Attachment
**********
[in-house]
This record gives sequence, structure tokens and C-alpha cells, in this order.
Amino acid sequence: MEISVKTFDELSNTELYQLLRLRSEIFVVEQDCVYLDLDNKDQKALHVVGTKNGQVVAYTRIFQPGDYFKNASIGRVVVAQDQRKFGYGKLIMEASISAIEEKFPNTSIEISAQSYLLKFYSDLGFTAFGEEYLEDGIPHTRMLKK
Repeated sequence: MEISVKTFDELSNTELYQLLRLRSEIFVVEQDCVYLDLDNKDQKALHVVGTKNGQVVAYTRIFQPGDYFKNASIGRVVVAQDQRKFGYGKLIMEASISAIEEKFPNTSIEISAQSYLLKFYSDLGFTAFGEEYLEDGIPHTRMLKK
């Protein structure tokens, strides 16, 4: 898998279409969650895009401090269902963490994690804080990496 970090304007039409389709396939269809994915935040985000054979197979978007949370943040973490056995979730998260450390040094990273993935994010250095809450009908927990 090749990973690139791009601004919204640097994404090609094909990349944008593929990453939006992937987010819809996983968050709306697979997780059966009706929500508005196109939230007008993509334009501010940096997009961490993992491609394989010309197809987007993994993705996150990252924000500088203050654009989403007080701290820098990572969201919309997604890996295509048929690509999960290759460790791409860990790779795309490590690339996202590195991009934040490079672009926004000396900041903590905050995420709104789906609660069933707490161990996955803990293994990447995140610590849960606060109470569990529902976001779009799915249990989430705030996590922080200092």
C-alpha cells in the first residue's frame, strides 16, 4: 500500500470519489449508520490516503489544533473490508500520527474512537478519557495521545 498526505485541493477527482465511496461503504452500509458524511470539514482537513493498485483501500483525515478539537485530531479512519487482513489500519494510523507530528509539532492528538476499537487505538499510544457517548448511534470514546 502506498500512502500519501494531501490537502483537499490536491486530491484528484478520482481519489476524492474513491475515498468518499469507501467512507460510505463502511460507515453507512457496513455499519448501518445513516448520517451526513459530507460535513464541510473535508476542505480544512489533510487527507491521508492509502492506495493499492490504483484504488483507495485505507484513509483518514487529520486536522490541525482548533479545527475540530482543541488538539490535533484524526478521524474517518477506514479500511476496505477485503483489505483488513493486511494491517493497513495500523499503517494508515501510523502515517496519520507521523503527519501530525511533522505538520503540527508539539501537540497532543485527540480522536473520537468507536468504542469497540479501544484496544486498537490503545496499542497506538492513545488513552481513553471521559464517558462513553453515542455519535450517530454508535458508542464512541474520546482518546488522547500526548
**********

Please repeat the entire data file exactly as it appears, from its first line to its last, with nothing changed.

[in-house]
This record gives sequence, structure tokens and C-alpha cells, in this order.
Amino acid sequence: MEISVKTFDELSNTELYQLLRLRSEIFVVEQDCVYLDLDNKDQKALHVVGTKNGQVVAYTRIFQPGDYFKNASIGRVVVAQDQRKFGYGKLIMEASISAIEEKFPNTSIEISAQSYLLKFYSDLGFTAFGEEYLEDGIPHTRMLKK
Repeated sequence: MEISVKTFDELSNTELYQLLRLRSEIFVVEQDCVYLDLDNKDQKALHVVGTKNGQVVAYTRIFQPGDYFKNASIGRVVVAQDQRKFGYGKLIMEASISAIEEKFPNTSIEISAQSYLLKFYSDLGFTAFGEEYLEDGIPHTRMLKK
């Protein structure tokens, strides 16, 4: 898998279409969650895009401090269902963490994690804080990496 970090304007039409389709396939269809994915935040985000054979197979978007949370943040973490056995979730998260450390040094990273993935994010250095809450009908927990 090749990973690139791009601004919204640097994404090609094909990349944008593929990453939006992937987010819809996983968050709306697979997780059966009706929500508005196109939230007008993509334009501010940096997009961490993992491609394989010309197809987007993994993705996150990252924000500088203050654009989403007080701290820098990572969201919309997604890996295509048929690509999960290759460790791409860990790779795309490590690339996202590195991009934040490079672009926004000396900041903590905050995420709104789906609660069933707490161990996955803990293994990447995140610590849960606060109470569990529902976001779009799915249990989430705030996590922080200092």
C-alpha cells in the first residue's frame, strides 16, 4: 500500500470519489449508520490516503489544533473490508500520527474512537478519557495521545 498526505485541493477527482465511496461503504452500509458524511470539514482537513493498485483501500483525515478539537485530531479512519487482513489500519494510523507530528509539532492528538476499537487505538499510544457517548448511534470514546 502506498500512502500519501494531501490537502483537499490536491486530491484528484478520482481519489476524492474513491475515498468518499469507501467512507460510505463502511460507515453507512457496513455499519448501518445513516448520517451526513459530507460535513464541510473535508476542505480544512489533510487527507491521508492509502492506495493499492490504483484504488483507495485505507484513509483518514487529520486536522490541525482548533479545527475540530482543541488538539490535533484524526478521524474517518477506514479500511476496505477485503483489505483488513493486511494491517493497513495500523499503517494508515501510523502515517496519520507521523503527519501530525511533522505538520503540527508539539501537540497532543485527540480522536473520537468507536468504542469497540479501544484496544486498537490503545496499542497506538492513545488513552481513553471521559464517558462513553453515542455519535450517530454508535458508542464512541474520546482518546488522547500526548